It is impossible to understand how the medieval church functioned -- and in turn influenced and controlled the lay world within its care -- without understanding the development, character and impact of `canon law', its own distinctive law code. However important, this can seem a daunting subject to non-specialists. They have long needed an attractive but authoritative introduction, avoiding arid technicalities and setting the subject in its widest context. James Brundage's marvellously fluent and accessible book is the perfect answer: it will be warmly welcomed by medievalists and students of ecclesiastical and legal history.
"a model of clarity, written in a thoroughly readable style"
"There has long been need for a good introduction to the history of the medieval canon law in English. James A Brundage has written that introduction and…has done so with clarity and style"
1. Law in the Early Christian Church.
2. Canon Law in the Early Middle Ages.
3. Gratian and the Schools of Law in the Classical Period (1140-1375).
4. Canon Law and Private Life.
5. Canon Law and Public Life.
6. Canonical Courts and Procedure.
7. Canonical Jurisprudence.
8. Canon Law and Western Societies.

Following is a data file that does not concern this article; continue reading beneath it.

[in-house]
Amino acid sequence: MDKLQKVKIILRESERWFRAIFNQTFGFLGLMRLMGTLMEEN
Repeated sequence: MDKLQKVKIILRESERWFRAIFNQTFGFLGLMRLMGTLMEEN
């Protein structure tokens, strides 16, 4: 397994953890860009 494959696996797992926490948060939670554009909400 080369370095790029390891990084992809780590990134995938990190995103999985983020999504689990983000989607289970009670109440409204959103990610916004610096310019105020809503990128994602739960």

The Medieval World series covers post Roman and medieval societies and major figures in Europe and the Mediterranean, including western, central and eastern Europe as well as North Africa, the Middle East, and Byzantium. Books in the series cover a broad spectrum of subjects. These range from general topics, such as rural and urban economies, religion and religious institutions, rulership, law, conflict and power, gender and sexuality, and material culture, to biographies and interpretations of major figures, from kings, emperors and popes to saints and theologians.
Books in the Medieval World Series are intended to be an introduction to the authors’ specialist subjects and a gateway into the state of the art and current debates in those subjects – the book they would like their students to read before they take advanced undergraduate or graduate level seminars, and that scholars and students in other fields, both inside and outside of medieval history, would resort to first to learn about current work on these subjects.
At the same time, books in the series should be original scholarly monographs that contribute to their authors’ specific fields of interest. They should not only present the state of the art and introduce readers to current debates; they should express the authors’ ideas and develop them into innovative arguments that will contribute to and influence those debates.
The books should range in length between 100,000-and 140,000 words (including notes and other reference material). They may also contain a small number of images, provided that those images are discussed in the text.
If you are interested in writing for the series please contact:
Warren Brown, email@example.com and Piotr Górecki, firstname.lastname@example.org
Series Editors, The Medieval World